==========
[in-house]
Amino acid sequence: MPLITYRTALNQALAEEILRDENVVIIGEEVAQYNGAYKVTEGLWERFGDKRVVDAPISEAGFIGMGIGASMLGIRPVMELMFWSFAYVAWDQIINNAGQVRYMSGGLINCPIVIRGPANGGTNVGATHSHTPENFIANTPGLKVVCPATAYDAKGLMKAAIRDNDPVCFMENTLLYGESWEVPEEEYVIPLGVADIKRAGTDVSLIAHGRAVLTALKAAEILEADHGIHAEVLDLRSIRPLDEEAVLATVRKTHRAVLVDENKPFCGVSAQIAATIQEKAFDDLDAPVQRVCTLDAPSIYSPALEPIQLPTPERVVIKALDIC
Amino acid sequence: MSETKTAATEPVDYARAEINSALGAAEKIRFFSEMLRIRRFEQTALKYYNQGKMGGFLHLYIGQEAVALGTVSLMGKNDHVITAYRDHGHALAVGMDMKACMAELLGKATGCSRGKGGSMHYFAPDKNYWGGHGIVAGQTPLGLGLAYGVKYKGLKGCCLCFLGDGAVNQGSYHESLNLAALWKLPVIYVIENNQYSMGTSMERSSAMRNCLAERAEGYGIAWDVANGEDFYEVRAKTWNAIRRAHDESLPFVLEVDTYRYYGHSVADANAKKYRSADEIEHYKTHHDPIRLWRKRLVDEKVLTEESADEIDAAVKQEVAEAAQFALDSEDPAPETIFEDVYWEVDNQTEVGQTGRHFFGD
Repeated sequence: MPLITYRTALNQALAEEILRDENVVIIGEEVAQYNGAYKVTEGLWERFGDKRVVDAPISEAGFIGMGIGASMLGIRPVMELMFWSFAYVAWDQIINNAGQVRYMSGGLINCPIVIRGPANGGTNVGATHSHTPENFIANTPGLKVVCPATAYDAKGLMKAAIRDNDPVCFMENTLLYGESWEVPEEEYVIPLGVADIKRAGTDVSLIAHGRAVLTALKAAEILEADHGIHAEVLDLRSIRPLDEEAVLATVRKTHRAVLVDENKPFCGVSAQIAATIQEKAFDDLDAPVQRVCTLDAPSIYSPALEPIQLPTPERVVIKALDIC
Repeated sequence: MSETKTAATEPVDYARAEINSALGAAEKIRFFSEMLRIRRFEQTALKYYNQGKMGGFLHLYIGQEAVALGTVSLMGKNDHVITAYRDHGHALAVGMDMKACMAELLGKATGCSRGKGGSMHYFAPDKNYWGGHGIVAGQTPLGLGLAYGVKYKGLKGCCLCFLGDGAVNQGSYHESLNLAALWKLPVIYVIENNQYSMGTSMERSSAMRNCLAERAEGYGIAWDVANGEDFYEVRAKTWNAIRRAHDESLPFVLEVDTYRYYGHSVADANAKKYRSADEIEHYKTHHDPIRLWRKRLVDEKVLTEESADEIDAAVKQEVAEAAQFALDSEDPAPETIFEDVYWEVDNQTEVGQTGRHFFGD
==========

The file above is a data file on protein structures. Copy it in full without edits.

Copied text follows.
[in-house]
Amino acid sequence: MPLITYRTALNQALAEEILRDENVVIIGEEVAQYNGAYKVTEGLWERFGDKRVVDAPISEAGFIGMGIGASMLGIRPVMELMFWSFAYVAWDQIINNAGQVRYMSGGLINCPIVIRGPANGGTNVGATHSHTPENFIANTPGLKVVCPATAYDAKGLMKAAIRDNDPVCFMENTLLYGESWEVPEEEYVIPLGVADIKRAGTDVSLIAHGRAVLTALKAAEILEADHGIHAEVLDLRSIRPLDEEAVLATVRKTHRAVLVDENKPFCGVSAQIAATIQEKAFDDLDAPVQRVCTLDAPSIYSPALEPIQLPTPERVVIKALDIC
Amino acid sequence: MSETKTAATEPVDYARAEINSALGAAEKIRFFSEMLRIRRFEQTALKYYNQGKMGGFLHLYIGQEAVALGTVSLMGKNDHVITAYRDHGHALAVGMDMKACMAELLGKATGCSRGKGGSMHYFAPDKNYWGGHGIVAGQTPLGLGLAYGVKYKGLKGCCLCFLGDGAVNQGSYHESLNLAALWKLPVIYVIENNQYSMGTSMERSSAMRNCLAERAEGYGIAWDVANGEDFYEVRAKTWNAIRRAHDESLPFVLEVDTYRYYGHSVADANAKKYRSADEIEHYKTHHDPIRLWRKRLVDEKVLTEESADEIDAAVKQEVAEAAQFALDSEDPAPETIFEDVYWEVDNQTEVGQTGRHFFGD
Repeated sequence: MPLITYRTALNQALAEEILRDENVVIIGEEVAQYNGAYKVTEGLWERFGDKRVVDAPISEAGFIGMGIGASMLGIRPVMELMFWSFAYVAWDQIINNAGQVRYMSGGLINCPIVIRGPANGGTNVGATHSHTPENFIANTPGLKVVCPATAYDAKGLMKAAIRDNDPVCFMENTLLYGESWEVPEEEYVIPLGVADIKRAGTDVSLIAHGRAVLTALKAAEILEADHGIHAEVLDLRSIRPLDEEAVLATVRKTHRAVLVDENKPFCGVSAQIAATIQEKAFDDLDAPVQRVCTLDAPSIYSPALEPIQLPTPERVVIKALDIC
Repeated sequence: MSETKTAATEPVDYARAEINSALGAAEKIRFFSEMLRIRRFEQTALKYYNQGKMGGFLHLYIGQEAVALGTVSLMGKNDHVITAYRDHGHALAVGMDMKACMAELLGKATGCSRGKGGSMHYFAPDKNYWGGHGIVAGQTPLGLGLAYGVKYKGLKGCCLCFLGDGAVNQGSYHESLNLAALWKLPVIYVIENNQYSMGTSMERSSAMRNCLAERAEGYGIAWDVANGEDFYEVRAKTWNAIRRAHDESLPFVLEVDTYRYYGHSVADANAKKYRSADEIEHYKTHHDPIRLWRKRLVDEKVLTEESADEIDAAVKQEVAEAAQFALDSEDPAPETIFEDVYWEVDNQTEVGQTGRHFFGD